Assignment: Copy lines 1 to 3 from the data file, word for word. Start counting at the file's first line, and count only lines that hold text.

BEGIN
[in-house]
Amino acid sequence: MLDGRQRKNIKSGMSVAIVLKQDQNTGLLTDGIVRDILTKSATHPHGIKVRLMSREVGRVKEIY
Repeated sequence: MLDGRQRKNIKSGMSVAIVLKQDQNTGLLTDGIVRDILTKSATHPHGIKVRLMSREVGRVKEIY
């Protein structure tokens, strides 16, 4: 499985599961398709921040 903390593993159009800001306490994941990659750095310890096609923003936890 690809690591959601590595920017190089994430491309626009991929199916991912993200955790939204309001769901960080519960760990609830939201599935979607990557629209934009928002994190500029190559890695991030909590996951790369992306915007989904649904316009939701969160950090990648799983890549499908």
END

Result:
[in-house]
Amino acid sequence: MLDGRQRKNIKSGMSVAIVLKQDQNTGLLTDGIVRDILTKSATHPHGIKVRLMSREVGRVKEIY
Repeated sequence: MLDGRQRKNIKSGMSVAIVLKQDQNTGLLTDGIVRDILTKSATHPHGIKVRLMSREVGRVKEIY